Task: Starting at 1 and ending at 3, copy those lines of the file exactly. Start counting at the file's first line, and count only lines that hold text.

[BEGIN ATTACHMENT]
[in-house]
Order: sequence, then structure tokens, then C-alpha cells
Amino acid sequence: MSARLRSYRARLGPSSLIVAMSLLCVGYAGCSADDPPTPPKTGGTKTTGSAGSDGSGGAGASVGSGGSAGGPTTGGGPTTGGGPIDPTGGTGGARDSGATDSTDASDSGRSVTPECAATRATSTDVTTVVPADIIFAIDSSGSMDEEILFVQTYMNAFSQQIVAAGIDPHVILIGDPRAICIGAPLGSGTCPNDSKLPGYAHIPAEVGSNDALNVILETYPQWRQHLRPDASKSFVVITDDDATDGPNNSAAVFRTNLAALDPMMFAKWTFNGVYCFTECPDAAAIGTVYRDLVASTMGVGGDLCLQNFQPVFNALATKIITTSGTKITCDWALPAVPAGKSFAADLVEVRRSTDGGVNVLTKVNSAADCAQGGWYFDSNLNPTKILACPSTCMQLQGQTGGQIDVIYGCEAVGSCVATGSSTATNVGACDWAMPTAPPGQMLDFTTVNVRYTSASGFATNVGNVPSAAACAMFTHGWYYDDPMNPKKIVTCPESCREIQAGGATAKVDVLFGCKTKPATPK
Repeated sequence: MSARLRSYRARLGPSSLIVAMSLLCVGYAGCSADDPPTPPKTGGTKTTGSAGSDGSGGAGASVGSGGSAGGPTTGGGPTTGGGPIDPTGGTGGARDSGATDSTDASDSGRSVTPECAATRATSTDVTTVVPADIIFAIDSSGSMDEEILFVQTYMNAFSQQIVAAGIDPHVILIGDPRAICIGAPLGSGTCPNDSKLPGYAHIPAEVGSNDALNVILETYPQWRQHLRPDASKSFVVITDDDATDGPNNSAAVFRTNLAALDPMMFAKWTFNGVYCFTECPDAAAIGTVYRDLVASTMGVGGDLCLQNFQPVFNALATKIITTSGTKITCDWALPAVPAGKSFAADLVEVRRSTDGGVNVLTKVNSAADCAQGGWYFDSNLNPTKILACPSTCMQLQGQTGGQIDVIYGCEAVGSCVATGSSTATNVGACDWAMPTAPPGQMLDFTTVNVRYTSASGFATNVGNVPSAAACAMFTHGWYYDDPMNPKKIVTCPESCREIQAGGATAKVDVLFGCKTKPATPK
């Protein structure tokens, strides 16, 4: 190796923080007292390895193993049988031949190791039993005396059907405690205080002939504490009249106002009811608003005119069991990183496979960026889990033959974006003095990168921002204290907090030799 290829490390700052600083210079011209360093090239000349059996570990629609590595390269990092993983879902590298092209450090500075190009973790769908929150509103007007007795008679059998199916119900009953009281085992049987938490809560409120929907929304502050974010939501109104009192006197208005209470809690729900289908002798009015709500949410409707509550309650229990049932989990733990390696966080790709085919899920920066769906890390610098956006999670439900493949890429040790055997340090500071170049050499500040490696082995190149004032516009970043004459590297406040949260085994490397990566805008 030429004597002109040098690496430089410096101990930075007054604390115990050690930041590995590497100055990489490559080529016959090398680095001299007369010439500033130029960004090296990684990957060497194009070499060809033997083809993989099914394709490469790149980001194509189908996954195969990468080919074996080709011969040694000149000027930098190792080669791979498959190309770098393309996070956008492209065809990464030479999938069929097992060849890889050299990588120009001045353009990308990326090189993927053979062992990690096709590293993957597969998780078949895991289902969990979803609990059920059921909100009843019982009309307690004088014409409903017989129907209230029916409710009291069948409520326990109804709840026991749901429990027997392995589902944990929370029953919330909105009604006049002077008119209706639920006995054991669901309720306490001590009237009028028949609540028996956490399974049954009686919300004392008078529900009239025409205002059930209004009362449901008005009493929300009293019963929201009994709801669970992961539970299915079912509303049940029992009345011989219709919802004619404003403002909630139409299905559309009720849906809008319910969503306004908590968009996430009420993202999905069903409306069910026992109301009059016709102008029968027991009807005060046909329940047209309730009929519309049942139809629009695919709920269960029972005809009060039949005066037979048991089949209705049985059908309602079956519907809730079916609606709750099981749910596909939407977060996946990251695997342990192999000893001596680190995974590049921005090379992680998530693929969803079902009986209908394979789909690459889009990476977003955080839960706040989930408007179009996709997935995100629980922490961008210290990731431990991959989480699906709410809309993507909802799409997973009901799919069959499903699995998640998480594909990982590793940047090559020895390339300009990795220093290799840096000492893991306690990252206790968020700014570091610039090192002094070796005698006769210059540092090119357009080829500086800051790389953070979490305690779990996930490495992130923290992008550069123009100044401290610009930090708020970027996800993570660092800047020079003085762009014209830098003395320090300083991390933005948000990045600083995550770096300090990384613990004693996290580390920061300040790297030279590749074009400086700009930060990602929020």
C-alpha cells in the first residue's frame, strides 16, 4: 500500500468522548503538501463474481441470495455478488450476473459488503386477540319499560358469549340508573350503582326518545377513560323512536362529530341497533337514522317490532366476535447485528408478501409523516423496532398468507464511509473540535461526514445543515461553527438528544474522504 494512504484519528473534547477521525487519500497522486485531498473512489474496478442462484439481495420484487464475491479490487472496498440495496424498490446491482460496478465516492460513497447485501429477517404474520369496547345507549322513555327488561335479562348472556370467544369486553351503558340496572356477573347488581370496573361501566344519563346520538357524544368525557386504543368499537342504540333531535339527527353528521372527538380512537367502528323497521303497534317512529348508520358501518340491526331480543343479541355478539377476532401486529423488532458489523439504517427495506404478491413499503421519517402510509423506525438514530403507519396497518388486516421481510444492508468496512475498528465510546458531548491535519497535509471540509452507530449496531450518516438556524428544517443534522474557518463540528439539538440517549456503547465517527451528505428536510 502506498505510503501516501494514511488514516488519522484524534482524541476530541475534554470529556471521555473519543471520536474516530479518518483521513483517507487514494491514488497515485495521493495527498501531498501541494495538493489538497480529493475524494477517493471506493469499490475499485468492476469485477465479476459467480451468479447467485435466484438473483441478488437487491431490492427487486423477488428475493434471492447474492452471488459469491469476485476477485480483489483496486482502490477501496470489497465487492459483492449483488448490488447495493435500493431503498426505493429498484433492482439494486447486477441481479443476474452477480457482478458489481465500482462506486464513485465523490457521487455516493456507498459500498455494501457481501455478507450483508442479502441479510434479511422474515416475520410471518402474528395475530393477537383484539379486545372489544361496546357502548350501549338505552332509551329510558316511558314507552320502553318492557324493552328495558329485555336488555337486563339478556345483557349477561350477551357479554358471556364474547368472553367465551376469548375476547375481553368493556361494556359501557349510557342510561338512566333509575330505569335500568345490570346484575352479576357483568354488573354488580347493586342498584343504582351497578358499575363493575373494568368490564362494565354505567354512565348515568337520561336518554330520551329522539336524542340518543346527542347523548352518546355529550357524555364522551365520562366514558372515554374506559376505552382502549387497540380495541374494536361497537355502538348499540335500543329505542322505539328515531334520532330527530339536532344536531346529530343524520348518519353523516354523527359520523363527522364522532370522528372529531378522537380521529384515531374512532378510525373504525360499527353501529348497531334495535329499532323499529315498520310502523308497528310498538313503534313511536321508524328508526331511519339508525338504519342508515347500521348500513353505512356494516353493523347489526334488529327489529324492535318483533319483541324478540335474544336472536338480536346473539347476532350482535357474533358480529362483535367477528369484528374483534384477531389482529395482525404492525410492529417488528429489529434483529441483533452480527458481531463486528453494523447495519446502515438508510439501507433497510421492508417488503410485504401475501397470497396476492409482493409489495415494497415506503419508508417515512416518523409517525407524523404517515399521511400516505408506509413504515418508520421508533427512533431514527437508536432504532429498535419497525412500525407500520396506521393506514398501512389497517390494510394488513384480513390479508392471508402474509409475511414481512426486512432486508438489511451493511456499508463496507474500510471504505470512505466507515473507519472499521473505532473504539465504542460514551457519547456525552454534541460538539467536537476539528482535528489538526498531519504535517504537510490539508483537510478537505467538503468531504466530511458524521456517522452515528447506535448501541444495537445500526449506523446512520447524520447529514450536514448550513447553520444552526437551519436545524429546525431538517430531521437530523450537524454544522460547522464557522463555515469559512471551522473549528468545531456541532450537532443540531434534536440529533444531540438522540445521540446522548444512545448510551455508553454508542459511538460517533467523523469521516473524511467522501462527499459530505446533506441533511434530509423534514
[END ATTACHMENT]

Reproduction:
[in-house]
Order: sequence, then structure tokens, then C-alpha cells
Amino acid sequence: MSARLRSYRARLGPSSLIVAMSLLCVGYAGCSADDPPTPPKTGGTKTTGSAGSDGSGGAGASVGSGGSAGGPTTGGGPTTGGGPIDPTGGTGGARDSGATDSTDASDSGRSVTPECAATRATSTDVTTVVPADIIFAIDSSGSMDEEILFVQTYMNAFSQQIVAAGIDPHVILIGDPRAICIGAPLGSGTCPNDSKLPGYAHIPAEVGSNDALNVILETYPQWRQHLRPDASKSFVVITDDDATDGPNNSAAVFRTNLAALDPMMFAKWTFNGVYCFTECPDAAAIGTVYRDLVASTMGVGGDLCLQNFQPVFNALATKIITTSGTKITCDWALPAVPAGKSFAADLVEVRRSTDGGVNVLTKVNSAADCAQGGWYFDSNLNPTKILACPSTCMQLQGQTGGQIDVIYGCEAVGSCVATGSSTATNVGACDWAMPTAPPGQMLDFTTVNVRYTSASGFATNVGNVPSAAACAMFTHGWYYDDPMNPKKIVTCPESCREIQAGGATAKVDVLFGCKTKPATPK